Moscow says it wants clarification after Turkish president said his forces were in Syria to 'end the rule of the tyrant'
The Kremlin has said it expects an explanation from the Turkish president after he said his forces were in Syria to topple Bashar al-Assad.
In a speech on Tuesday, Tayyip Recep Erdogan condemned what he said was the failure of the United Nations in Syria, and cast Turkey's incursion in August, when it sent tanks, fighter jets and special forces over the border, as an act of exasperation.
"We are there to bring justice. We are there to end the rule of the cruel Assad, who has been spreading state terror," Erdogan said.
"The announcement really came as news to us," Kremlin spokesman Dmitry Peskov said on Wednesday.
"It is a very serious statement and one which differs from previous ones, and with our understanding of the situation. We hope that our Turkish partners will provide us with some kind of explanation about this."
Previous reports by Middle East Eye have indicated that the Turkish incursion into northern Syria, which Ankara declared as an operation against Islamic State and Kurdish PKK militants, had been tacitly coordinated with the the Syrian government through Iranian interlocutors. The goal was to create a "safe zone" along the border roughly 90km inside Syrian territory and to force Kurdish militia groups back east of the Euphrates river.
Turkish soldiers 'kidnapped'
The Turkish military said it lost contact on Tuesday with two of its soldiers deployed in northern Syria, although it stopped short of confirming an Islamic State claim that the group had kidnapped the pair.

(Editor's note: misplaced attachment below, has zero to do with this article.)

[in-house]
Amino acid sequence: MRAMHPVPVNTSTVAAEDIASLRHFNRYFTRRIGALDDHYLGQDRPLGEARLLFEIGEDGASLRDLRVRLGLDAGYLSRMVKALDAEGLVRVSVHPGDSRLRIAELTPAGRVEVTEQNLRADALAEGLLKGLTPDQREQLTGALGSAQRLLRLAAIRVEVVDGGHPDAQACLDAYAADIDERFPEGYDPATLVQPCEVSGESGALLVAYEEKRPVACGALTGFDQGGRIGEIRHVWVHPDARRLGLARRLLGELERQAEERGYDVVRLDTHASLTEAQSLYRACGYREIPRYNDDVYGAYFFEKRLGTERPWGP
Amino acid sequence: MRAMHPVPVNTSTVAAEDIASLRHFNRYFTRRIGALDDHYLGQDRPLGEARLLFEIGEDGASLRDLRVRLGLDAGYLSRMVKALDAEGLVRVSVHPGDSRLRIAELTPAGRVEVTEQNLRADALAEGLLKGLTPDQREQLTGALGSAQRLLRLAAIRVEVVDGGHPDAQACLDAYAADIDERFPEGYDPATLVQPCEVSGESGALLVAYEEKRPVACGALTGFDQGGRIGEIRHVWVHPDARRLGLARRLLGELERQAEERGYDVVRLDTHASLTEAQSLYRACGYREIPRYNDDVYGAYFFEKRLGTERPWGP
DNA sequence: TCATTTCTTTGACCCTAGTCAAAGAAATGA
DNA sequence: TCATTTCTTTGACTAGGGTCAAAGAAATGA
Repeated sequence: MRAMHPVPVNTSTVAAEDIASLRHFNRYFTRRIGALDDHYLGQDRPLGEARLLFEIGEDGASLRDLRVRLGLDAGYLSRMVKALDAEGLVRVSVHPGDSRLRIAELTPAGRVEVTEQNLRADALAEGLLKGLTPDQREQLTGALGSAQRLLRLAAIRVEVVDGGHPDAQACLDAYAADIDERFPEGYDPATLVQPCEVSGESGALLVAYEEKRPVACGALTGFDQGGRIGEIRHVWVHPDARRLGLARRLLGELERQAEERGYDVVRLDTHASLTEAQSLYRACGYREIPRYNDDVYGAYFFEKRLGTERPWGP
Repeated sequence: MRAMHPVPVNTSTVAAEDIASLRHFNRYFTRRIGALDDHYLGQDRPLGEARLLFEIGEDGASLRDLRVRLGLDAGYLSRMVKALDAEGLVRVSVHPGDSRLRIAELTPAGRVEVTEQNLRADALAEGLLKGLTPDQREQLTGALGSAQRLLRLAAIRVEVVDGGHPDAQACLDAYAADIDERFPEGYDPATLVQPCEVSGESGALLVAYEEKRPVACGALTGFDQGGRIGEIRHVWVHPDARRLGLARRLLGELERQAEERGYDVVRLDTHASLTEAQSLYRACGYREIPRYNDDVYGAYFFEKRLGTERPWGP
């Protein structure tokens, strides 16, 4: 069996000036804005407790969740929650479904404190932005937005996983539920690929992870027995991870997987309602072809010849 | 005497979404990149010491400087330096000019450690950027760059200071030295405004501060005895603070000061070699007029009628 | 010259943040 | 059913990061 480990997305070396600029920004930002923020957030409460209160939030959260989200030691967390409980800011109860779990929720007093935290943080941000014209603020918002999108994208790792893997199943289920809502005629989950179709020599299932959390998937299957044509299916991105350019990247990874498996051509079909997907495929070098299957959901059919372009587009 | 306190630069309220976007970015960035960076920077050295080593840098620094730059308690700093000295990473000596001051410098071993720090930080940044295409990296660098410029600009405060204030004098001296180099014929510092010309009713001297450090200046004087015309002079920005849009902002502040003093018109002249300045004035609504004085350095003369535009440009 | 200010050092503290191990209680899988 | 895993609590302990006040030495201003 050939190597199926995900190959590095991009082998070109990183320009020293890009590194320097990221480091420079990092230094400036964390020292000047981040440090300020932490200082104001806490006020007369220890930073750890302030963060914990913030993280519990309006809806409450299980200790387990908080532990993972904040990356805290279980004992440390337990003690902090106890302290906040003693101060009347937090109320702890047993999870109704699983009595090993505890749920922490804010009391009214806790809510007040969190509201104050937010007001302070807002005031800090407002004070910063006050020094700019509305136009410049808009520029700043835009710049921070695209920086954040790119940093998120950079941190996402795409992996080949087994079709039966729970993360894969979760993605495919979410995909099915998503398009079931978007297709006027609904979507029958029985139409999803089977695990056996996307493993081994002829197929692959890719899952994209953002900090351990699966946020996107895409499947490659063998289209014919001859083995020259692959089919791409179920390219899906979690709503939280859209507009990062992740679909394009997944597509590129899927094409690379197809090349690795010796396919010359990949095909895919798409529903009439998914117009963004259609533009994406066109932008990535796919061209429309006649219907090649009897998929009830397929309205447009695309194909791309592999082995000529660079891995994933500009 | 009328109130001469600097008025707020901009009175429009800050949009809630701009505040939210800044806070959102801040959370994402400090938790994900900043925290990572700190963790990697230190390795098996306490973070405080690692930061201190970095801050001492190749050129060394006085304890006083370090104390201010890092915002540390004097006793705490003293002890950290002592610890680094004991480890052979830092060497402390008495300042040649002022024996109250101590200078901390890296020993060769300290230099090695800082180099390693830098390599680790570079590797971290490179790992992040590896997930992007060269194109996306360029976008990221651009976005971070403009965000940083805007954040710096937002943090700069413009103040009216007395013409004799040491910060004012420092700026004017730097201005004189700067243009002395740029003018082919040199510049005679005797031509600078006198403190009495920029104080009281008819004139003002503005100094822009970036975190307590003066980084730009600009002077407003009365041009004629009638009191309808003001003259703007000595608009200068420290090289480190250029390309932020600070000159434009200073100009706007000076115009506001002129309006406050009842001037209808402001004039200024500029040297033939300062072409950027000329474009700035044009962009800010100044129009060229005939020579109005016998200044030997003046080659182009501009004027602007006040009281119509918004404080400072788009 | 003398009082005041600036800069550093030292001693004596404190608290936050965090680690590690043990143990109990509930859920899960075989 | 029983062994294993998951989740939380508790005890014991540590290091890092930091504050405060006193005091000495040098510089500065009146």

The army said that contact was lost at around 3:30pm local time. It did not give any further details.
IS's Amaq news agency earlier said that IS fighters had captured two Turkish soldiers near the village of Dana west of al-Bab in the Aleppo countryside. Reuters was not immediately able to verify the authenticity of the claim.
IS is believed to have kidnapped a Turkish soldier near Turkey's border with Syria in the summer of 2015. His whereabouts are still unknown.
Turkey launched an incursion into northern Syria in August, sending tanks, fighter jets and special forces over the border.
Rebels have since then captured IS strongholds of Jarabulus, Al Rai and liberated the symbolically important town of Dabiq, without much resistance.
Backed by Turkey, they are now pressing to take Al-Bab, deeper inside Syria, from the militant group.
On Sunday, the Turkish army said 22 Syrian rebels were hit by an IS gas attack in northern Syria.
It was the first time Ankara has accused the group of chemical warfare.